I recently got to say, for the first time, “I pronounce you husband and wife. As Jesus said, ‘What therefore God has joined together, let not man separate.’” That was a heart pounding privilege, responsibility, and joy.
The last sentence of the pronouncement comes from Mark 10:9, and I thought about it throughout the week leading up to the ceremony. The groom had proposed. The bride had planned the wedding. The coordinator had run the morning. The guests had arrived to celebrate. The caterers were setting out the buffet. The attendants were ready to sign the license. In fact, I was the one about to say, “I pronounce you husband and wife;” yet, Jesus said, “What God has joined together, let not man separate.”
The passage reminded me that though a lot of human actions make up a wedding, God is the one who makes a marriage. Two individuals walk down the aisle, but one couple walks back up, not solely because of their vows or the witnesses’ presence or my pronouncement but because God has made two into one.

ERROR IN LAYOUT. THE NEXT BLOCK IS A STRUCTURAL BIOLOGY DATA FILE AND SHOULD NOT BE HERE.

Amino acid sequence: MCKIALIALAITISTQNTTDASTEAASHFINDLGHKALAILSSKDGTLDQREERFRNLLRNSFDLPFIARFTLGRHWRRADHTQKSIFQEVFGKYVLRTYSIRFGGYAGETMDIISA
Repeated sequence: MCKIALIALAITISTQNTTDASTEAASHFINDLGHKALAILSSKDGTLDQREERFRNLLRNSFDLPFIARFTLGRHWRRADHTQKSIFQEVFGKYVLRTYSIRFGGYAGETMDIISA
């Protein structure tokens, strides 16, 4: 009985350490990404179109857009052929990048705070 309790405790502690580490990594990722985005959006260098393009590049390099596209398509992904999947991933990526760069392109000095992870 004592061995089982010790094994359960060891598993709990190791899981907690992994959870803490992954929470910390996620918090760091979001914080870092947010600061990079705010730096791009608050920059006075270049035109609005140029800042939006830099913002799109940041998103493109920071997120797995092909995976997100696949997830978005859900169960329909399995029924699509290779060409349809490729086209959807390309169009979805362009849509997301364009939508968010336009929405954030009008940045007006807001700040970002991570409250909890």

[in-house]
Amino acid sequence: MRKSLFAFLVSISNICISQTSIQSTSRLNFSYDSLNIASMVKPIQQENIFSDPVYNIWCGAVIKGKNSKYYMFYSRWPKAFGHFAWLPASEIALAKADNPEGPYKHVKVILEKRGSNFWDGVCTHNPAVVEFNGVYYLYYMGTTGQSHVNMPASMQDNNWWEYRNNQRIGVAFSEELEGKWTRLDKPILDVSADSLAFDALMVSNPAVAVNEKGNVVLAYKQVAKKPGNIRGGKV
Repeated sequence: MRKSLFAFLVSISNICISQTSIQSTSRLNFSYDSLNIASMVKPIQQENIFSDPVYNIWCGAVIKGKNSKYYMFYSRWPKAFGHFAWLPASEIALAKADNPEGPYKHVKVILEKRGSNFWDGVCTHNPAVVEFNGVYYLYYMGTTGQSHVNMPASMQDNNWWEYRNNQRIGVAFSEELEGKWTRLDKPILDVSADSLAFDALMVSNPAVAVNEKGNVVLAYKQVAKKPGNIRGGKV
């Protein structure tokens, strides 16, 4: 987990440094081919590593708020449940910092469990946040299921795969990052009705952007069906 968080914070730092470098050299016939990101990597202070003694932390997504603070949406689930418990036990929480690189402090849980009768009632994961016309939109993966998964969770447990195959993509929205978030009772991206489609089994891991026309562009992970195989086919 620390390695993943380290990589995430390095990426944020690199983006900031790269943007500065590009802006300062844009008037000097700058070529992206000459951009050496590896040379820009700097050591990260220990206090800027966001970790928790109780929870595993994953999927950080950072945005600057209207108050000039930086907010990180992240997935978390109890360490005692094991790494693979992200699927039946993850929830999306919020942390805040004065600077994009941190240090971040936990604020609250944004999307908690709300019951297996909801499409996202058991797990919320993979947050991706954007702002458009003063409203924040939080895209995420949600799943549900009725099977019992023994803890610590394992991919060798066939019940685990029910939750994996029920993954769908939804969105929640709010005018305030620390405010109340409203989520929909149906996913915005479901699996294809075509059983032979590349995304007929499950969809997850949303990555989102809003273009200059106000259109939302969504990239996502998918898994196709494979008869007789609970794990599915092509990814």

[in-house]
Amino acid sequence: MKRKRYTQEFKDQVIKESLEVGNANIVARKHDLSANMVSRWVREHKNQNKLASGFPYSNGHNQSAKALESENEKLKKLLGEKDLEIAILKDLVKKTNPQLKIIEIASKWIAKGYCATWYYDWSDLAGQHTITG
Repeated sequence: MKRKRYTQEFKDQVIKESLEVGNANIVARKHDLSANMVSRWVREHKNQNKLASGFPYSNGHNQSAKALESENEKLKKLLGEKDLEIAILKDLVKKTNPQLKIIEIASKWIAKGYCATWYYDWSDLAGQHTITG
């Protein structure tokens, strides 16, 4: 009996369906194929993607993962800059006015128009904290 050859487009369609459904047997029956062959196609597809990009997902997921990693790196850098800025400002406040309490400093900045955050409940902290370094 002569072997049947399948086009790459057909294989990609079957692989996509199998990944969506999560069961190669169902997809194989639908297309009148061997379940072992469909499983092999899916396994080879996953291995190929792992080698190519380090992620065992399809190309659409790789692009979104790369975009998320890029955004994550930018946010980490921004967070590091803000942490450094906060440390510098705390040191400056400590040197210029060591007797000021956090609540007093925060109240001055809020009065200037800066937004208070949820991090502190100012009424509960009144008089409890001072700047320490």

This should humble us before we take marriage too lightly, those of us who are single, those of us who are married, those of us who have been married. However, it should also encourage us, because God joins two together. The same miraculous power that forms a marriage can keep and renew it, too.
There is a God, and He is here. He is really at work, and He really does delight to work through people’s actions that align with his will, including his commandments. For example, “let us love one another, for love is from God.” The same God who made the marriages we’re in and surrounded by can resurrect and refresh them. After all, he takes our human words in a wedding and makes a marriage. He can take our human attempts at love and make a marriage that pleases and honors Him.